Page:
Theater scholars have debated for more than 50 years about the merits and meanings of Samuel Beckett's murky masterwork "Waiting for Godot." It may be, like a certain TV sitcom, a play about nothing, yet it certainly was instrumental in earning Beckett the 1969 Nobel Prize in literature.
Whether or not the play is comprehensible, it poses a herculean challenge for actors and directors — a challenge heartily met by UC Irvine's magnificent production in the newly christened Robert Cohen Theater (as of 6:30 p.m. Friday ).
Cohen himself, who arrived at UCI as the campus was being built in 1965, directs this revival, his third staging of "Godot" and fifth association with the play, with meticulous zeal. It is of little concern whether audiences comprehend Beckett's prose (most will not); what really matters is the power and dedication with which its actors attack the material.
Beckett's brooding tragicomedy focuses on a pair of tramps, Estragon and Vladimir (these names are never used; they're known simply as "Gogo" and "Didi") who wait in fear and frustration alongside a country road for the mysterious "Godot," who will provide them with shelter and comfort. They certainly could use both; their lives seemingly have been an exercise in hand-to-mouth survival for about 50 years.
At UCI, these roles are filled to the brim by Chris Klopatek (Gogo) and Ben Jacoby (Didi). Klopatek's manic-depressive Gogo is the more moody and excitable (and, by extension, watchable) of the pair, while Jacoby presents a more pragmatic and powerful figure. Both are superb.
They wait — and wait — for this unknown and unimagined savior, striving to break the monotony by any means possible (including hanging themselves from the tree, if only they had some rope). Their interaction magnifies their hopeless existence, seizing on any form of recreation to overcome the oppressive tedium.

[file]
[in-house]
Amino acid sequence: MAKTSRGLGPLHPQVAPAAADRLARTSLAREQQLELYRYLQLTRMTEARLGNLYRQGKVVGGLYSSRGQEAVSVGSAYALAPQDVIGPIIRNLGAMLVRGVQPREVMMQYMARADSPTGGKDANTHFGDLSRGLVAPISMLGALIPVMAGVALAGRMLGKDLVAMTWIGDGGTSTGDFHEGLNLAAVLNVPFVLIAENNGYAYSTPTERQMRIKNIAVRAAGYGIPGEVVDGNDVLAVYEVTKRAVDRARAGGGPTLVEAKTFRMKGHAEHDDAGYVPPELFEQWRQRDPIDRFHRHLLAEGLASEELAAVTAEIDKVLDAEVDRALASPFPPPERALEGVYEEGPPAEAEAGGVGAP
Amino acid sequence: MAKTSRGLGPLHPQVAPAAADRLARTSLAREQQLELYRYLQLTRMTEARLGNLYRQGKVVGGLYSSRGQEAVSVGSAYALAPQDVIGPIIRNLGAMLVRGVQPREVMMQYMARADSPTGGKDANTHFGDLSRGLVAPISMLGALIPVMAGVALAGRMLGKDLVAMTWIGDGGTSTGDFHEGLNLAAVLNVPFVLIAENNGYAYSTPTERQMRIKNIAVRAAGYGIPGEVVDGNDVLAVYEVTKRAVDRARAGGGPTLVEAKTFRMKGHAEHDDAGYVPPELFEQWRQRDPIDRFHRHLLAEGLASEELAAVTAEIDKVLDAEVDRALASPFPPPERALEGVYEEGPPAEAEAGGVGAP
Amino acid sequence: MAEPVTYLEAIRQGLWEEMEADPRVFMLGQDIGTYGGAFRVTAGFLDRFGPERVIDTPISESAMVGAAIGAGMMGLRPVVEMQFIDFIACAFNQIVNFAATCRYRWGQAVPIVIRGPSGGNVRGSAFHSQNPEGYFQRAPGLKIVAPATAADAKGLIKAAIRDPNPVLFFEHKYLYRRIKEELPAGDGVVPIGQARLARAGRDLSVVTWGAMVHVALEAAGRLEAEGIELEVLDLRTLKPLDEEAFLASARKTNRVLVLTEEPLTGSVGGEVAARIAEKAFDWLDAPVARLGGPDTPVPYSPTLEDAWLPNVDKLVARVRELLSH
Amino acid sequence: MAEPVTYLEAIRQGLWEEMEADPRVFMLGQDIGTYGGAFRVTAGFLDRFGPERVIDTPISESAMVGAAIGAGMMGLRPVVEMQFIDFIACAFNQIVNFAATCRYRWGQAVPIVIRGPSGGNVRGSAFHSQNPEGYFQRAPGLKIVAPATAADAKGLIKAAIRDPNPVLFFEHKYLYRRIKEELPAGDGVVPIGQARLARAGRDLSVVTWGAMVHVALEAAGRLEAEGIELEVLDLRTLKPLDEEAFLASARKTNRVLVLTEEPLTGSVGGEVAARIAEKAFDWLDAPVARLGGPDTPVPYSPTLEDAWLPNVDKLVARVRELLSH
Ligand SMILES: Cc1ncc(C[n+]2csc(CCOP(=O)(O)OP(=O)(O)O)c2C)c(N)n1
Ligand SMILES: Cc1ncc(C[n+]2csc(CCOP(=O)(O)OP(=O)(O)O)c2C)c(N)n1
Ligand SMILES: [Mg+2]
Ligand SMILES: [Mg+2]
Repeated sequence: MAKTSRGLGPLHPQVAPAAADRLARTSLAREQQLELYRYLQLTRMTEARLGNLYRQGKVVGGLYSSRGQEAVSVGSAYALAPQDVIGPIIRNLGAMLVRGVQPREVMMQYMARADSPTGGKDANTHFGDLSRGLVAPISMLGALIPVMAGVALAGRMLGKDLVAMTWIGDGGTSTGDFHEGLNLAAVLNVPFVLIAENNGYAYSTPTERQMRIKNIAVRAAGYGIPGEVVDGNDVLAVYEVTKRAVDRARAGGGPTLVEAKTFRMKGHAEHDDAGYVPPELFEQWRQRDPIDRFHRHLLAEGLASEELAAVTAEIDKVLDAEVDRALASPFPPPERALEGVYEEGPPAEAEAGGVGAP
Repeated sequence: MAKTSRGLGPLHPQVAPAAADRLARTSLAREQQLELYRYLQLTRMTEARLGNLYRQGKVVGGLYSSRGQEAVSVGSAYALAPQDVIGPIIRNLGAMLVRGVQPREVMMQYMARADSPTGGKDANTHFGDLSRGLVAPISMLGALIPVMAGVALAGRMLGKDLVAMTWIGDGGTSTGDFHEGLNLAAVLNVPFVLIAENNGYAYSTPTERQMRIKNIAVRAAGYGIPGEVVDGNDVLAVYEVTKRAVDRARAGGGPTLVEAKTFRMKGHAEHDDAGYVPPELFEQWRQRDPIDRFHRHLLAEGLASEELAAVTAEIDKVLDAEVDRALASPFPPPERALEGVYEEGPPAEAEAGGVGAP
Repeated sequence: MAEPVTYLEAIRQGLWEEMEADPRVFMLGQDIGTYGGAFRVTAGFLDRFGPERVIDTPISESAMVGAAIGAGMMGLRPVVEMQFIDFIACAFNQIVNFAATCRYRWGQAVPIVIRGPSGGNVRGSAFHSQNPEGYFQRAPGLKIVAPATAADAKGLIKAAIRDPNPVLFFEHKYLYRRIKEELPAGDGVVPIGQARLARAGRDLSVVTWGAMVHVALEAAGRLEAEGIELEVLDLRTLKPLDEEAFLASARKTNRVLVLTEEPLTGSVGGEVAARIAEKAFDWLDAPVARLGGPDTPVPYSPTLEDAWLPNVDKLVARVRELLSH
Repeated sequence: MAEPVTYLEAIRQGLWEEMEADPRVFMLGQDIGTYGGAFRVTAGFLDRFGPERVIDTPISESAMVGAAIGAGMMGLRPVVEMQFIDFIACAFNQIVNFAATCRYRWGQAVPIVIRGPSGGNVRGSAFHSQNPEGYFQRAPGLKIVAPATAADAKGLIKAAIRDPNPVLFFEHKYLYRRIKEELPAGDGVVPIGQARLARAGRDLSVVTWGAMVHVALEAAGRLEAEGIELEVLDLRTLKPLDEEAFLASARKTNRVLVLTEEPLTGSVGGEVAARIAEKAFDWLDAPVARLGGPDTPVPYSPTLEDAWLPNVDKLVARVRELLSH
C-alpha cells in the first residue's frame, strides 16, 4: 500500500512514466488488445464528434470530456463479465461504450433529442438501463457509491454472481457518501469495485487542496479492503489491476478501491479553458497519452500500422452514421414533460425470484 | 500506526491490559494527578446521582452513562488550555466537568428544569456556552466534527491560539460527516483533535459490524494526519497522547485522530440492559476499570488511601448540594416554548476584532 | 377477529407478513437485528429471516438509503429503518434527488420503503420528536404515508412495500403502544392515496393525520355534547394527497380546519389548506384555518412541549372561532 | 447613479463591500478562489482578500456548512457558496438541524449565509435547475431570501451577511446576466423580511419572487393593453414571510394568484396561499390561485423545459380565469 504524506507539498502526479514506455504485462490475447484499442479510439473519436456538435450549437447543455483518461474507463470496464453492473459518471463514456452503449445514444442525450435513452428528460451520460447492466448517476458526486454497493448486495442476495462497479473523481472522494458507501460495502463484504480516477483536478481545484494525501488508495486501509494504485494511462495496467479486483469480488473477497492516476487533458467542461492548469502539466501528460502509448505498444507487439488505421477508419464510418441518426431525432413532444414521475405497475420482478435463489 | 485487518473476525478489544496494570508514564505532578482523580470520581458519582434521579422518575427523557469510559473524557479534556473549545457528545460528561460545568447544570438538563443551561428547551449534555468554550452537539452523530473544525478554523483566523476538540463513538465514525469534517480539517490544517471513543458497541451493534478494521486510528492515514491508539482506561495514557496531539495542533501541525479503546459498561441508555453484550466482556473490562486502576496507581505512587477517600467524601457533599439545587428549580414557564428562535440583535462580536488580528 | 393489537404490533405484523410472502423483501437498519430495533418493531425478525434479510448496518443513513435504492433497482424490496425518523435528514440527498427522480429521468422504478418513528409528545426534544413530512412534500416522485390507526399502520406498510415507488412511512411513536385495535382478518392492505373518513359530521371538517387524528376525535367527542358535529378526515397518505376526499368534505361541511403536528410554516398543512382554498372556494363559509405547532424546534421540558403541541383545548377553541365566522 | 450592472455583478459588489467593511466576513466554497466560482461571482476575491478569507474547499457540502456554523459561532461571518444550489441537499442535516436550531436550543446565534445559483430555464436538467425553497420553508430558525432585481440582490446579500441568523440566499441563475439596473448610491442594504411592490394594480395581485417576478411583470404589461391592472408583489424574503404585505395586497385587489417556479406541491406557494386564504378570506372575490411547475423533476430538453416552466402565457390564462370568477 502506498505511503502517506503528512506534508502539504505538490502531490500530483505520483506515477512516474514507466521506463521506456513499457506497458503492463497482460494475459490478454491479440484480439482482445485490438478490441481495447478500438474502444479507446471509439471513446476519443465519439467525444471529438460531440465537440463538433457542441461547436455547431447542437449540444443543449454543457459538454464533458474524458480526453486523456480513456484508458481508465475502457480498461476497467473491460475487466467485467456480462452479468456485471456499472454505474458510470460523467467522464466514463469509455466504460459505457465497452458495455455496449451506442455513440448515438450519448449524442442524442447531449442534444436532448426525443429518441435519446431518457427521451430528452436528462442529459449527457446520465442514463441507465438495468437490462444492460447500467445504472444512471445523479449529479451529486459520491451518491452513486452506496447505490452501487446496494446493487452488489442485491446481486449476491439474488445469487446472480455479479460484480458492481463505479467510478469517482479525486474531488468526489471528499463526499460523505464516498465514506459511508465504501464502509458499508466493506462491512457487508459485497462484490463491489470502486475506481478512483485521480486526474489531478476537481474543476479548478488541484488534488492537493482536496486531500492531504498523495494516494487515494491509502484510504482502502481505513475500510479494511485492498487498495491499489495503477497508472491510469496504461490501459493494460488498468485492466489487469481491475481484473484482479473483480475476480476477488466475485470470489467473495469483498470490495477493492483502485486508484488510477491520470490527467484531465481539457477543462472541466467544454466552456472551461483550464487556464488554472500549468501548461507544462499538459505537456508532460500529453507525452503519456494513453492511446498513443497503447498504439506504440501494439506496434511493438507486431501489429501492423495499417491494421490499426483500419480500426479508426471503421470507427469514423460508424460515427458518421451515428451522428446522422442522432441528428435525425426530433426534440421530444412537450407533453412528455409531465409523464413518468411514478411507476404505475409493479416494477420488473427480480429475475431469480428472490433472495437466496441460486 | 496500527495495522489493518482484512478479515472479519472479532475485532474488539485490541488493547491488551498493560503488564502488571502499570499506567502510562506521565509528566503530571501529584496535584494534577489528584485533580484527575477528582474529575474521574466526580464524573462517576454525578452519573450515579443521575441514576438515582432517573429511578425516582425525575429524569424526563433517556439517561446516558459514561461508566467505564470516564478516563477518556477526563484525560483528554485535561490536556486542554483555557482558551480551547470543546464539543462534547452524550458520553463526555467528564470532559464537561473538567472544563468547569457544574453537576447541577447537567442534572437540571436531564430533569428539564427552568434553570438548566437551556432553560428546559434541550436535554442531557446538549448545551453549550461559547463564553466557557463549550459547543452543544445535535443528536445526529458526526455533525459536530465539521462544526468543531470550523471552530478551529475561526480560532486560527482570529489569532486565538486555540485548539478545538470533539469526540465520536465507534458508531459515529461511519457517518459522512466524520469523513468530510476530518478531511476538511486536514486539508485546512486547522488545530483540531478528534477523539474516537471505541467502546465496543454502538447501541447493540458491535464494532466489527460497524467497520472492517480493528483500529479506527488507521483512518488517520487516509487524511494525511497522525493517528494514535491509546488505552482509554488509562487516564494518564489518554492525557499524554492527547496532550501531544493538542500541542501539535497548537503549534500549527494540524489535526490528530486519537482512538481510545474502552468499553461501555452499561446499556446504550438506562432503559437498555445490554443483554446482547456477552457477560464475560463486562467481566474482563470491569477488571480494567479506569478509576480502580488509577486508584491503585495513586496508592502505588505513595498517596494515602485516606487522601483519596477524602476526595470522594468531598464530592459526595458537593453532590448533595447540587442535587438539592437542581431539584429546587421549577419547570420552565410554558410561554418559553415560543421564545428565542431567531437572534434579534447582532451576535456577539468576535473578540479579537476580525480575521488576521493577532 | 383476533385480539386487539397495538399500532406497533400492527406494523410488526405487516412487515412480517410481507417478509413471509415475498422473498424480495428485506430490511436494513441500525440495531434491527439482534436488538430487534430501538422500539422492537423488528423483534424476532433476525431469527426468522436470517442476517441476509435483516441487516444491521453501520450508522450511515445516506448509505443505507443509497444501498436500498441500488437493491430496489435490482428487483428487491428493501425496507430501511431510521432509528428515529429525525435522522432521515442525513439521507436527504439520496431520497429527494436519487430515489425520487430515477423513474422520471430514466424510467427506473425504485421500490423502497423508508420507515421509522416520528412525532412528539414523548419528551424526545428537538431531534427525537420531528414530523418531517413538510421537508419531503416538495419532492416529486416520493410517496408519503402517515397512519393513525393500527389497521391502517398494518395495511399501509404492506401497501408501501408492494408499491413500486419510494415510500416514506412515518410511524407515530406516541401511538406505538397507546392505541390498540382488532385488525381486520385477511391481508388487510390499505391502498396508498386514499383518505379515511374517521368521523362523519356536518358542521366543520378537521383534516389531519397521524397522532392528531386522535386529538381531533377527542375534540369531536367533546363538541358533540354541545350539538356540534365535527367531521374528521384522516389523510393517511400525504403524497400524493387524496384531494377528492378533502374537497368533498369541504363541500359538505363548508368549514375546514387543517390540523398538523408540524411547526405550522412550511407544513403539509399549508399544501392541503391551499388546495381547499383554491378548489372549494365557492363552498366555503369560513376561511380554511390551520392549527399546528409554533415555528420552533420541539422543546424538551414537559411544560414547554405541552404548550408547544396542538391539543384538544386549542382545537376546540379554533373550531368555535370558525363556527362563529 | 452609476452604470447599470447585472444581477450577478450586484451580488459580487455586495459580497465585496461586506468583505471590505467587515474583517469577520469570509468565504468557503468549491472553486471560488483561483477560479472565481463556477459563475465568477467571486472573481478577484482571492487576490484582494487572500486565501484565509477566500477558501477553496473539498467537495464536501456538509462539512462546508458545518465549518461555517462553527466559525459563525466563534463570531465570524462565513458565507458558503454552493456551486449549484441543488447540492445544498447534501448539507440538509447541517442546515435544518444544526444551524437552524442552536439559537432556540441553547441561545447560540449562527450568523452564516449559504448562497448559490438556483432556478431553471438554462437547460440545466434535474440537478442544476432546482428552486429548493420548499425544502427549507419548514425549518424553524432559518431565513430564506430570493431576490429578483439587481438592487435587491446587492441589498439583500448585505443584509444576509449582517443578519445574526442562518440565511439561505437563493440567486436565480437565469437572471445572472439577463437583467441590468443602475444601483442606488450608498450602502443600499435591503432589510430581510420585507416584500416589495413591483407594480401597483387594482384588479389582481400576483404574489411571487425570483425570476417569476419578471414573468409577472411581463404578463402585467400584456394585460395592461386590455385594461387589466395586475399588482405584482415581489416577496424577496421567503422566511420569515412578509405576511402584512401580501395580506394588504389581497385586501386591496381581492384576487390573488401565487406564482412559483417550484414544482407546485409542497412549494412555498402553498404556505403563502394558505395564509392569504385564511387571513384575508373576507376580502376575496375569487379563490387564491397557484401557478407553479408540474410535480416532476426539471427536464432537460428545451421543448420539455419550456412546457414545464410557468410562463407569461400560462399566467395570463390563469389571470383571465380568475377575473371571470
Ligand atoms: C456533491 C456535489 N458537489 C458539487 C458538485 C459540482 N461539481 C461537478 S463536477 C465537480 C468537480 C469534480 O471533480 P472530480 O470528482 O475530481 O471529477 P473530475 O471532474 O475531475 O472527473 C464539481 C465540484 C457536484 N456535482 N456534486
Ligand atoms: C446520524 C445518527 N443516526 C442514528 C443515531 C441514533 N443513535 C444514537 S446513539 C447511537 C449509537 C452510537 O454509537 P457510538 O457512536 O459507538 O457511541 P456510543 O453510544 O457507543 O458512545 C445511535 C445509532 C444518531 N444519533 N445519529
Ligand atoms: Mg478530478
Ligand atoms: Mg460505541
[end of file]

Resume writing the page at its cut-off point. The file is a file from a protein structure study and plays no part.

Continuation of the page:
Into their lives come two other characters, the self-aggrandizing landowner Pozzo and his hapless servant, ironically christened "Lucky." These characters are essayed with great have-and-have-not contrast by Sean Harrigan and Peter Frank Antone Leibold IV, respectively.
Harrigan, in his first scene, commands the stage with physical and vocal authority, a despotic force in the life of the luckless Lucky. Leibold glumly endures the continual hardship, mute save for one line – a continuous stream of gibberish running about five minutes which exhausts both him and his audience.
Technically, the UCI show also excels. Robin Darling's wintry setting chills the bone, and the faux proscenium arch, as ragged and battered as the characters, is an inspired touch. Gwyneth Conaway Bennison's costumes are so worn and filthy one may practically smell them in the audience.
Karyn Lawrence's occasionally erupting lighting design and Patricia Cardona's arresting sound plot, with its reverberating echoes at crucial moments, complete the impressive physical accomplishments.
"Waiting for Godot" may be puzzling, frustrating and intellectually challenging, but it's also mesmerizing and captivating at UCI's newly christened Robert Cohen Theater.
TOM TITUS covers the local theater scene for the Daily Pilot.
If You Go
What: "Waiting for Godot"
Where: UC Irvine Robert Cohen Theater
Where: Closing performances at 8 p.m. Friday and Saturday, and at 2 p.m. Saturday.
Cost: Contact the box office at (949) 824-2787